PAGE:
Matt Hancock launched the new National Institute for Health Protection, a new body which will respond to health threats including infectious diseases, pandemics and biologic weapons on Tuesday. The new organisation headed by Tory peer Dido Harding will begin work immediately but will become formally operational next spring to reduce disruption during the pandemic, it was announced. Independent SAGE member Professor Martin McKee explained the practical problems with the new body.
Speaking to LBC, Professor McKee said: “It’s not clear that there has been any consultation with the devolved governments given that public health is a devolved responsibility.
“This pronouncement by the Secretary of State to a think tank should be taken at face value when he hasn’t actually spoken to Parliament.
“The practical problems which clearly haven’t been worked out are so enormous that what we eventually end up with could be anything.”
President of the Faculty of Public Health Professor Maggie Rae added: “There are a lot of unanswered problems.
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“When I met Baroness Dido Harding she had the humility to admit that she wasn’t a public health expert.”
The organisation will merge the COVID response work of PHE, NHS Test and Trace and the Joint Biosecurity Centre in the “first step towards becoming a single organisation”, the Department of Health and Social Care (DHSC) said.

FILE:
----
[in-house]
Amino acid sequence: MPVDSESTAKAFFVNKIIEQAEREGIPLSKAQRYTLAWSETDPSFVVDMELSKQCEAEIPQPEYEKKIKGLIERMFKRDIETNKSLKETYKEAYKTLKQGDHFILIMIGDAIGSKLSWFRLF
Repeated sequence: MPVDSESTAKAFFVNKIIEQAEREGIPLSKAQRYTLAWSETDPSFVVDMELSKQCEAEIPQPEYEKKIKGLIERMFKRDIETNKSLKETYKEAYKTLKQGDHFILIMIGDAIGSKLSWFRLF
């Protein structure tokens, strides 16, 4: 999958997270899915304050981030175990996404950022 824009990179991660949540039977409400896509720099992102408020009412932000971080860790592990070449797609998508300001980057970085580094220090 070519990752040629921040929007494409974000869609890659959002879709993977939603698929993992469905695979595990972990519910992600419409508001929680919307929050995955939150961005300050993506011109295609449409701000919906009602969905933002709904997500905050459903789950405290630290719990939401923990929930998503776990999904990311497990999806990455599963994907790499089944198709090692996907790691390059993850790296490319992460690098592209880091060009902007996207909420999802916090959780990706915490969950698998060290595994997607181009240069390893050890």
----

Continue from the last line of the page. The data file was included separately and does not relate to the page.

The Government has faced criticism over the prospect of breaking up the PHE – which was established in 2013 under Conservative health reforms – in the middle of a pandemic.
Ministers have also been accused of using PHE as a “scapegoat” for other failings in the crisis.
“External threats like biological weapons, pandemics and, of course, infectious diseases of all kinds.”
Mr Hancock said the new institute will play a role across the UK and be dedicated “to the investigation and prevention of infectious diseases and external health threats”.
He added: “It’s conceived amid crisis but it will help maintain vigilance for years to come.”
Mr Hancock said the system would learn from South Korea and Germany’s Robert Koch Institute, “where their health protection agencies have a huge primary focus on pandemic response”.